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Jay Rodriguez/WCS

“Your Sound”

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“All of You” from Your Sound Live from Dizzy’s

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Photo: #1(B&W),#2 (color, vertical shot),#3 (B&W, flute)

Press Release: From Suzi Reynolds, from Whaling City Sound

Publicity:  Digital JournalImprovijazzation NationMidwest Record, Jazz-Quad, New York Times ,Hamptons. to be featured in May’s JAZZIZ Magazine, JazzWeek

Kim Smith PR Email: ksmithpr@earthlink.net Phone: 917-349-8090

Management: Suzi Reynolds Associates Email: suzi@suzireynolds.com Phone: 201-947-0961

Radio: New World ‘n’ Jazz

19 weeks total
14 weeks on the charts
4 weeks top 20
Peak position #9

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Mixed Media Client since: 2018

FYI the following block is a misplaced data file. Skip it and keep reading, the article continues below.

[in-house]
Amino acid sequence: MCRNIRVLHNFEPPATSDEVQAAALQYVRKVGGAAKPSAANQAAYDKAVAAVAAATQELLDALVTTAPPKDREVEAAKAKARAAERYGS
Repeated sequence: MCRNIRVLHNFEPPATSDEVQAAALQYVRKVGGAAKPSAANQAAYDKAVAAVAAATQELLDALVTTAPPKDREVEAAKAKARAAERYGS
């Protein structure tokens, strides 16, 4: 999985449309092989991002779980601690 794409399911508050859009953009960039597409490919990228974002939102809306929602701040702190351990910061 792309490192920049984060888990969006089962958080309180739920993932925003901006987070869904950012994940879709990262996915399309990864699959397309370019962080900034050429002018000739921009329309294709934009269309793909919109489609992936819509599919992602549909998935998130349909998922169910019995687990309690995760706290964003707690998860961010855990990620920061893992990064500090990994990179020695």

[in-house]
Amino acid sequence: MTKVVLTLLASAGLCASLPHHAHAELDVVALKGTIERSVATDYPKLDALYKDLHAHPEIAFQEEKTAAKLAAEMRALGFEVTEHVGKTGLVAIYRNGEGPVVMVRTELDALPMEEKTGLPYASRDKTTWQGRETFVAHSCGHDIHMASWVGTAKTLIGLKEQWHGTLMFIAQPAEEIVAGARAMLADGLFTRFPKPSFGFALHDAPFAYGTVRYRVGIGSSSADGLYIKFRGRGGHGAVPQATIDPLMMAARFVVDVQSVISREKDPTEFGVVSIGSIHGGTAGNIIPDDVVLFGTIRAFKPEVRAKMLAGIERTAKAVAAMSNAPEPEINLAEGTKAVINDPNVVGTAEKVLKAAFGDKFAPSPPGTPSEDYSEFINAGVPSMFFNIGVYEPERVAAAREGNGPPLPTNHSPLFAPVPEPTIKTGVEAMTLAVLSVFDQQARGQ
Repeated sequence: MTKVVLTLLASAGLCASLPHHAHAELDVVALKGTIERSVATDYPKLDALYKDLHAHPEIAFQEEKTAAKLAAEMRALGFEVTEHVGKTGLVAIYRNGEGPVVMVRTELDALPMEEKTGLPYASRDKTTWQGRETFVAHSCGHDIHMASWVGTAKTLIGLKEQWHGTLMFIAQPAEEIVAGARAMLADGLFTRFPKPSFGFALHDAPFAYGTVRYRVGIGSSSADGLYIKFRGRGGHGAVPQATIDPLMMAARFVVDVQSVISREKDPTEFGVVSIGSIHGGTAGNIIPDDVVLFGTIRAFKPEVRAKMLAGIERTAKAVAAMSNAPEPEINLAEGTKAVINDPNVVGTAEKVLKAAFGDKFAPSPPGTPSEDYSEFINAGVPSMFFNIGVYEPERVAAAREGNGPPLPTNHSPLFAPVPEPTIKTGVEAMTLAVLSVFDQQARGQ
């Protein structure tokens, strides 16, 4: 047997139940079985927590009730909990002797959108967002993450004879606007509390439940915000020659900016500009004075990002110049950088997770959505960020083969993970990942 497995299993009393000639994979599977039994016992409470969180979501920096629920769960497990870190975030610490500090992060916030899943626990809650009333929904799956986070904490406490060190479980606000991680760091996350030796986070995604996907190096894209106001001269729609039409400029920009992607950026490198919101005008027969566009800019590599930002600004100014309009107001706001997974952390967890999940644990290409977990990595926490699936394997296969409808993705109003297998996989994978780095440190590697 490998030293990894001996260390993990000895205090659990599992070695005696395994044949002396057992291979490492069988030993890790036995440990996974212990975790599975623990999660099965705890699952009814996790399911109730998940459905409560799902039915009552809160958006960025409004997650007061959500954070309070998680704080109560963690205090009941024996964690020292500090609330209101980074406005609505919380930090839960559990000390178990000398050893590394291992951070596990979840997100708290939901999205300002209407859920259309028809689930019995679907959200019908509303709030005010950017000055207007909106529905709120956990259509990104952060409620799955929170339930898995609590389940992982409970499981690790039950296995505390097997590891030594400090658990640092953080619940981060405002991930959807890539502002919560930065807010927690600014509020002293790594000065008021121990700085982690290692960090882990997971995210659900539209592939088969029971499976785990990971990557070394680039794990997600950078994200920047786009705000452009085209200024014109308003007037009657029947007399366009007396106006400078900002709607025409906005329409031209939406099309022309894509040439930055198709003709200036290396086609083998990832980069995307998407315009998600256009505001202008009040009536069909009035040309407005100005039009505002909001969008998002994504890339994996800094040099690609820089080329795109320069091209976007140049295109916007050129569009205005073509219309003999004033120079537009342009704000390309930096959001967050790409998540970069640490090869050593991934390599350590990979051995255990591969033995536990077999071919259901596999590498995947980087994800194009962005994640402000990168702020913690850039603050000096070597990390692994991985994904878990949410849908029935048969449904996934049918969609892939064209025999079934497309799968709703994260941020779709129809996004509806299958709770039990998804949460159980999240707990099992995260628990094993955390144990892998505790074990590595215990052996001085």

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You might hear Jay Rodriguez and wonder, “Is there anything you can’t do?” The fact is, it might be tough to track down something along Jay’s musical continuum that he hasn’t done. A versatile bandleader, with flute, clarinet and saxophone chops, the Colombia-born, New York City-bred musician is profoundly talented and incredibly prolific. Since graduating from the New York School of Performing Arts and attending the New School of Jazz at its inception alongside Larry Goldings, Brad Mehldau and Roy Hargrove. He has had musical adventures in salsa with Celia Cruz, Tito Puente, Ray Barretto, Paquito D’Rivera, pop/hip-hop with Prince, Guru, the Wu-Tang Clan, DJ Premier and Groove Collective, straight-ahead with Doc Cheatham, Mingus Big Band, David Murray, Craig Harris, Jason Miles and Miles Davis. He has played alongside Joe Lovano, Gil Evans, Elvis Costello, Stevie Wonder, Bernie Worrell and Joan Osborne, to name a few. His original work is daring, groovy, breathtaking and soulful, sometimes all at once. His new recording, Your Sound: Live at Dizzy’s Club, captures all of lovely rawness in real time. Accompanied by Billy Harper on tenor sax, Larry Willis on piano. Eric Wheeler on bass, JT Lewis on drums and percussionist Billy Martin, Rodriguez frees himself up to showcase his work on saxes, flutes, and bass clarinet. The result is magical. Over his career, Rodriguez has tackled composition, arranging, accompanying, and leading. It is high time for the world to hear all the wonderful things Jay Rodriguez—musician, personality, iconoclast, and innovator—has to offer.